Local law enforcement agencies can address cybercrime more effectively by looking for help from local schools and businesses, according to an article in the FBI Law Enforcement Bulletin by Chief Tony Aeilts, who heads the California State University Police Department in San Luis Obispo, California.
Higher-education institutions can provide excellent resources, "but law enforcement agencies fundamentally underuse them," explains Aeilts. He recommends that law enforcement administrators identify university faculty and staff who can support a high-tech investigation.
The research conducted by faculty members puts them on the cutting edge of technology, notes Aeilts, and their positions "enable them to recognize the implications of emerging technology issues and understand potential social impacts."
He also recommends that agencies collaborate with high-tech businesses that may be able to provide much-needed financial resources through foundations that support their communities.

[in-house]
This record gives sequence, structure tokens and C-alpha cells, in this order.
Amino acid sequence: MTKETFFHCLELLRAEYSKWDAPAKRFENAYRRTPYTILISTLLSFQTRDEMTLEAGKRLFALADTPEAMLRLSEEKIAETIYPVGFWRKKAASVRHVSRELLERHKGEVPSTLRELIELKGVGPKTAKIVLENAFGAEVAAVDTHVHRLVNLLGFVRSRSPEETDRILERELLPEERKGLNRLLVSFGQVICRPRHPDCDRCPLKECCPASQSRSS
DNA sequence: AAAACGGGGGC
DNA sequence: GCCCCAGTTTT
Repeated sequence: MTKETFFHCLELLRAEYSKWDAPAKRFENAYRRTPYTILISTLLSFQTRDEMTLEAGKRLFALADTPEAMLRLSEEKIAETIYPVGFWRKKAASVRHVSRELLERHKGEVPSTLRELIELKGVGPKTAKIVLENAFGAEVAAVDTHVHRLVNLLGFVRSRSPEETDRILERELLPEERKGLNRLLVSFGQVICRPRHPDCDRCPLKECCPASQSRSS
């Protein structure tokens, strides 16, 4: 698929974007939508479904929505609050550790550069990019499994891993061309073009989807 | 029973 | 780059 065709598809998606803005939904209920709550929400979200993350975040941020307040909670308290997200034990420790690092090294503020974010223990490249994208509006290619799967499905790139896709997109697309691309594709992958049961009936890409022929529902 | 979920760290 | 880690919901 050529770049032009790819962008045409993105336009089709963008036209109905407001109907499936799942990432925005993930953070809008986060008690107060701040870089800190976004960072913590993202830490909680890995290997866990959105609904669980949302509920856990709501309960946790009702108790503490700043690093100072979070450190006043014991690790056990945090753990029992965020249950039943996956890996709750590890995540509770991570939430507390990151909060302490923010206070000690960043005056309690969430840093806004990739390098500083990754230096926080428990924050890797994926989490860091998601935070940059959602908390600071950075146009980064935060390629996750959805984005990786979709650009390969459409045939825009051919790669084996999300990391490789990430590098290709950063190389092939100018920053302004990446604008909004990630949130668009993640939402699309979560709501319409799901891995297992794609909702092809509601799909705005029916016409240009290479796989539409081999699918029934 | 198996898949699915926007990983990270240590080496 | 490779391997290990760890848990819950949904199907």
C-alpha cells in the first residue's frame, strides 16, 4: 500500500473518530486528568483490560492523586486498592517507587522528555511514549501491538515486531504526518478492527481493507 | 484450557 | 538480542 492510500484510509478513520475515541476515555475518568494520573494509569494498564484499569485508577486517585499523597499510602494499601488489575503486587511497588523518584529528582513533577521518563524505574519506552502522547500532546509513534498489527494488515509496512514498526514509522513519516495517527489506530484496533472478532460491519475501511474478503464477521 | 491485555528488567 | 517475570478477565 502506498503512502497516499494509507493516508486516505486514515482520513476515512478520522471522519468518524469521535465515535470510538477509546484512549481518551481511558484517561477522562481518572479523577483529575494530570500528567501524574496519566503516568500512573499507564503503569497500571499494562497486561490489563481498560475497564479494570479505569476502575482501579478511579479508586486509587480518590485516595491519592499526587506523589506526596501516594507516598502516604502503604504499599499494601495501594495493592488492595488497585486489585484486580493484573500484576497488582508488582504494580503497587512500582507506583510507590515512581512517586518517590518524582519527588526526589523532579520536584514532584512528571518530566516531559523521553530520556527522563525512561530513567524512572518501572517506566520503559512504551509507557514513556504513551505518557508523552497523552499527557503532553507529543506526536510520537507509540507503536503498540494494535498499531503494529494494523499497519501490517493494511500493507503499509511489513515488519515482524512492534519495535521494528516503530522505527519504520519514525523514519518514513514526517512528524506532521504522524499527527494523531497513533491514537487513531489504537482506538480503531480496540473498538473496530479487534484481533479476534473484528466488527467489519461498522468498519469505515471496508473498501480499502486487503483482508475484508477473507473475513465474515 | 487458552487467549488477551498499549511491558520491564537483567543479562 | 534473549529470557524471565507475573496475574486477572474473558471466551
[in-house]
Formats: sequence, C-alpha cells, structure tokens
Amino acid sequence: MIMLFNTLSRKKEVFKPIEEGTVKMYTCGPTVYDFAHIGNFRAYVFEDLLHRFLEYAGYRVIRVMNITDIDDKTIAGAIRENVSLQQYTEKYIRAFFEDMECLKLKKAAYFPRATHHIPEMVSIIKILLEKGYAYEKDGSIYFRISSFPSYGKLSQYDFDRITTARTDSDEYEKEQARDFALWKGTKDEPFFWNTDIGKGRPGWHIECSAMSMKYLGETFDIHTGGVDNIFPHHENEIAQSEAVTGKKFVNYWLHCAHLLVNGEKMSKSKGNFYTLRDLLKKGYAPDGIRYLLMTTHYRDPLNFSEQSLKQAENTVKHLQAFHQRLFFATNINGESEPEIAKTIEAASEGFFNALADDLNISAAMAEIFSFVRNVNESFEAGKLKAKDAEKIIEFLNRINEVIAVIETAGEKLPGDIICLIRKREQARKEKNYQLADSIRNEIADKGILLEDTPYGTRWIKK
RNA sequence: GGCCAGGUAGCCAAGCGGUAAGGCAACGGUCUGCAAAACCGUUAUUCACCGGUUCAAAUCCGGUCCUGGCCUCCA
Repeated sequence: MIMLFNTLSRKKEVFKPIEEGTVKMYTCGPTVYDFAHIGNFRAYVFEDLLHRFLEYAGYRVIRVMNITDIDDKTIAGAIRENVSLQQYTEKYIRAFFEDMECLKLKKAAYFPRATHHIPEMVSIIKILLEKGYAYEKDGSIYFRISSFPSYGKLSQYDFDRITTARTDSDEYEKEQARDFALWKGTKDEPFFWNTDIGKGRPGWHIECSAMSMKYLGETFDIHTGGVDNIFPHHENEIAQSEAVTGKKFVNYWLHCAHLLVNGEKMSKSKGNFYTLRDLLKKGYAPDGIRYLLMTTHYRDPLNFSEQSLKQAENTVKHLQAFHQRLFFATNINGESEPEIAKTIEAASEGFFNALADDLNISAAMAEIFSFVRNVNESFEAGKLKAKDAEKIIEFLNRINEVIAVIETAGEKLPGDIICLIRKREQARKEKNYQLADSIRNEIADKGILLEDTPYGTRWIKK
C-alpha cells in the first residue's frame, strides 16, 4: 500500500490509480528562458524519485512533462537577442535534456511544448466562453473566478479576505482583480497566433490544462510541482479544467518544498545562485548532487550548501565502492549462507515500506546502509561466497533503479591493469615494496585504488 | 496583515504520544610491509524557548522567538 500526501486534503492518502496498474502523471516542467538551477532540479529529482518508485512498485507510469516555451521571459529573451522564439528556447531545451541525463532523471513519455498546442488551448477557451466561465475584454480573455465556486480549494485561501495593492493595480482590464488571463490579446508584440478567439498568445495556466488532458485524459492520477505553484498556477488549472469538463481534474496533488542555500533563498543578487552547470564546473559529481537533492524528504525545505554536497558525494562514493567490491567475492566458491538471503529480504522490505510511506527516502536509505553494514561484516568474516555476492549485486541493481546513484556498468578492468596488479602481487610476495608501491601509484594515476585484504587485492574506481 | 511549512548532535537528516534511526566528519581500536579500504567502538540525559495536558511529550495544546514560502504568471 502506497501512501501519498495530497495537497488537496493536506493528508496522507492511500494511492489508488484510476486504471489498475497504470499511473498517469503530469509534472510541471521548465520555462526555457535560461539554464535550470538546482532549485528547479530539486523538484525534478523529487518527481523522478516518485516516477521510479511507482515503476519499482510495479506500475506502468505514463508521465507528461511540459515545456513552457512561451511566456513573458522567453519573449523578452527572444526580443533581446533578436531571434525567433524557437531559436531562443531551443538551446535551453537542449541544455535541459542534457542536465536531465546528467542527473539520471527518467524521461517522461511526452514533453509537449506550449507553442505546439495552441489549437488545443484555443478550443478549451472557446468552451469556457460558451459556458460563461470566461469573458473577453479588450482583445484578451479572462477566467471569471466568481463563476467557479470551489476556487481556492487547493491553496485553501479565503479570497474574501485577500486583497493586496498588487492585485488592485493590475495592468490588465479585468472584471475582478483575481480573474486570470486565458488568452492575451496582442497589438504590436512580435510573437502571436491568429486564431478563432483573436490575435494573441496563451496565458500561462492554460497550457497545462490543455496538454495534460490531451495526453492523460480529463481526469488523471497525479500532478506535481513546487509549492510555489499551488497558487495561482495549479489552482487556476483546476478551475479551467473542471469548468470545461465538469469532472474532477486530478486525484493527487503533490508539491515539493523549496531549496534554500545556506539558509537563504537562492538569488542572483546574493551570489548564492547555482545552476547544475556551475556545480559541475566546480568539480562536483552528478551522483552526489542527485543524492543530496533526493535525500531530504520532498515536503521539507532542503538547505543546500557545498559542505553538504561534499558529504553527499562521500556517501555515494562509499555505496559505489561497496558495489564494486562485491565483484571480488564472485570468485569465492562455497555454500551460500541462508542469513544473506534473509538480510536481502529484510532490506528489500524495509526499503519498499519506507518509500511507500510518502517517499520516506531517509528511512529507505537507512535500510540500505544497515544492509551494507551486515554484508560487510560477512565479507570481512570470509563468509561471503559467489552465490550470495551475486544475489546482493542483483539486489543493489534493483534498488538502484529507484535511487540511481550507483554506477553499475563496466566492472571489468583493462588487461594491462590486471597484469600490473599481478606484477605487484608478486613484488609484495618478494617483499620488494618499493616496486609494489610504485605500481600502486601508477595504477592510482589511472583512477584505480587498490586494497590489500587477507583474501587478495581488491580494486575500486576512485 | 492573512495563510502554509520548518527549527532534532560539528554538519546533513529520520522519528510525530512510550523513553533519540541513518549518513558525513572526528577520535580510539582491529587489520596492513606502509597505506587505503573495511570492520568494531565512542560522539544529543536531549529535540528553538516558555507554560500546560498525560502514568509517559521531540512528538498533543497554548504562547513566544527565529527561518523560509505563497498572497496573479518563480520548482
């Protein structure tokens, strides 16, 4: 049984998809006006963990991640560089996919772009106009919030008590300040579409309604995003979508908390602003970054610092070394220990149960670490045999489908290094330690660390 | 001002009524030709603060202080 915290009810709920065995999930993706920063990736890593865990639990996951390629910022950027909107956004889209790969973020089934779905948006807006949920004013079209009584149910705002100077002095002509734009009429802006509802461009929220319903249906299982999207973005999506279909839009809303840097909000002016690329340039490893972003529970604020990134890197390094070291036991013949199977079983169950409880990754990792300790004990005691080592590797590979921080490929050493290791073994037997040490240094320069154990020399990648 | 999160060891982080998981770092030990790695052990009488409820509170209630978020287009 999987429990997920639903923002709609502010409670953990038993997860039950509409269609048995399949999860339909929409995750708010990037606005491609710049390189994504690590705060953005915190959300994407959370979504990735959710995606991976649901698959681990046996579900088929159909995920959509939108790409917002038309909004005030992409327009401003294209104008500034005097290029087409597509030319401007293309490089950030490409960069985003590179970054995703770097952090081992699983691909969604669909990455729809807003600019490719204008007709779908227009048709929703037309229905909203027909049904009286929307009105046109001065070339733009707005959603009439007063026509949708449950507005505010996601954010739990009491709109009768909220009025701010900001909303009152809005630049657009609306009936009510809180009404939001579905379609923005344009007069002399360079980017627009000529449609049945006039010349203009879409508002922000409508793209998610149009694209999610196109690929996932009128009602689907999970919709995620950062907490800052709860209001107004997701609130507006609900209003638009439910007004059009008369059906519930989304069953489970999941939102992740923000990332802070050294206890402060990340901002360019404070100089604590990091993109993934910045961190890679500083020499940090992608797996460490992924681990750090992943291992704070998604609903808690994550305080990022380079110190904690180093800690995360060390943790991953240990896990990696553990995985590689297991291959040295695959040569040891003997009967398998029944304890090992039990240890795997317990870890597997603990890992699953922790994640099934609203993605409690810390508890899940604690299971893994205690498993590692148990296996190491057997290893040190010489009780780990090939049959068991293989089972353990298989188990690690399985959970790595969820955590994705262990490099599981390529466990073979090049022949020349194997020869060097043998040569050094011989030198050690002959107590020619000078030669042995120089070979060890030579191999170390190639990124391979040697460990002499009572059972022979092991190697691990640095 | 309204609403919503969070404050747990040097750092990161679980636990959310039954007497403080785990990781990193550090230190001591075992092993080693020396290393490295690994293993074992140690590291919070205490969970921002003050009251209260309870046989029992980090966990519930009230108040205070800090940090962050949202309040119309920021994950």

The University Police Department (UPD) at California Polytechnic State University in San Luis Obispo is a model for these types of collaborations. UPD officers received training from university staff with needed high-tech experience, and then the department, with help from university faculty, developed an "e-group site" that dozens of investigators from 14 agencies use "as a forum to solicit help" and a place to exchange information on high-tech investigations in progress.
@ Link to "Defending Against Cybercrime and Terrorism: A New Role for Universities" at SM Online.